Deep Draining

Extract From “Between Psyche and Soma – Introduction to Biodynamic Psychology” ( DEEP-DRAINING) – By Gerda Boyesen

“Deep-Draining” on the ‘wing’ – shoulder girdle and scapula

“One of the first things that struck me was that the body literally “encapsulates” [1] emotions and stressful experiences by making the muscles so rigid that the contractions become chronic; the repressed emotion is held intact by the muscular tension itself. But by working methodically on these areas of permanent tension, the encapsulation dissolved and the repressed emotions of the stressful experiences “came back to life”, so to speak.

The process of emotional encapsulation is a fascinating and complex phenomenon, and one that played a central part in my research for many years. Not only does it explain the physical and vegetative process of repression, but it also helps to explain the associated psychodynamic process when repression is re-awakened during therapy. It provides the key to understanding the success of BülowHansen’s treatment.

Yet neither she nor my other colleagues were interested in discussing what actually took place in the body depths during and between the massage sessions. We learned the method, we followed the rules we were given, we got excellent results – and that was that. I was alone in asking these questions, exploring the method and theorising about the answers.

[1] We use the term “encapsulation” to designate the process of armouring or enclosing which keeps the energy static, as though encapsulated”.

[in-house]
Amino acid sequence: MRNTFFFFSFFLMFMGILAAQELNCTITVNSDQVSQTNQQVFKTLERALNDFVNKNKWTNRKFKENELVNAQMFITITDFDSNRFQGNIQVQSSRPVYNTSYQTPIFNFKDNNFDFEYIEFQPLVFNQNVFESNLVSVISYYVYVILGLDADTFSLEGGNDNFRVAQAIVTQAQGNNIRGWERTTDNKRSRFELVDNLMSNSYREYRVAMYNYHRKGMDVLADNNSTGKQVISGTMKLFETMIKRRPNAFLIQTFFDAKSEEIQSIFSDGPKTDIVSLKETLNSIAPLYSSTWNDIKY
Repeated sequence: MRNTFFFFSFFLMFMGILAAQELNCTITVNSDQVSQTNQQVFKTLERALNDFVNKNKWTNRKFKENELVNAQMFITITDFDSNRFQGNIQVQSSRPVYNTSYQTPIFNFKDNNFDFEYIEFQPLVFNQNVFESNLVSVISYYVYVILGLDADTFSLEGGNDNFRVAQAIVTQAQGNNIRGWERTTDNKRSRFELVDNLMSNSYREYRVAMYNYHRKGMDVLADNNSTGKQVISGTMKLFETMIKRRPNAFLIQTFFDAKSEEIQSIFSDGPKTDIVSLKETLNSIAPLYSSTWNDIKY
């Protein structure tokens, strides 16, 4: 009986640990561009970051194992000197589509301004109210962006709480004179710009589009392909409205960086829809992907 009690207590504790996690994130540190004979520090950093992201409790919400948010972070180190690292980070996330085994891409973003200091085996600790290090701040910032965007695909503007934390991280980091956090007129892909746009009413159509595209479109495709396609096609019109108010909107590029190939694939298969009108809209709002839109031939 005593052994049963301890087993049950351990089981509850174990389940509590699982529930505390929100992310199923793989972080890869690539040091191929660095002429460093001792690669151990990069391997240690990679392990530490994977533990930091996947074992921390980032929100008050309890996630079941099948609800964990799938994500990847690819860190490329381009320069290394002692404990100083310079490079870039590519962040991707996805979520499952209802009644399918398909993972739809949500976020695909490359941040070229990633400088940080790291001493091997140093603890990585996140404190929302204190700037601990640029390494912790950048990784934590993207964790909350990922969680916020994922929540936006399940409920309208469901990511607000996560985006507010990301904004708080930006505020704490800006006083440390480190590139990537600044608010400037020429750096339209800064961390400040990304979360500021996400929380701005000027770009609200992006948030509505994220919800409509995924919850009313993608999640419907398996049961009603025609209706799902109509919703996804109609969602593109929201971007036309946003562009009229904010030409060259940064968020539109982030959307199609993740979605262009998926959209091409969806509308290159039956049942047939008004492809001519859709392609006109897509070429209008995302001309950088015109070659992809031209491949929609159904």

Gerda Boyesen 1979 

“Deep-Draining” on muscles in the inner thigh

“Deep-Draining” or “psycho-postural treatment” is a specialised psychotherapeutic massage technique developed by Gerda Boyesen based on training she received from the Norwegian physiotherapist Aadal Bulow Hansen. It is so named because it is designed to help the client’s natural elimination processes to drain excess nervous energetic fluid from the cells and tissues. If left in the body, this can lead to stasis and distension, as well as feelings of fullness and internal pressure.

Deep-draining is a systematic and structured treatment that is applied on the skeletal muscles and on the muscles involved in respiration and breathing. This is essential in order to loosen tension on the physical level. Originally this treatment was used mostly for people whose emotional energy was so strongly encapsulated within the muscles that they hardly experienced any feeling or emotion at all, neither pain nor pleasure. A person with such armouring is known in biodynamic terms as having a ‘stone’ structure.

The aim of the treatment is to dissolve the muscle armour and release this encapsulation, thus making the client’s emotional energy available to them again – usually first as sensations and later as emotions. Feelings can then be worked with using the biodynamic psychotherapy methods within the deep-draining context.

“Deep-Draining” on the calf muscles – lower leg

Deep draining also works on “segments” of the body and was first known as psycho-motoric massage. This term describes the direct and symbiotic link between psychological or emotional states and muscular tension or “armouring” as defined by Dr. Wilhelm Reich.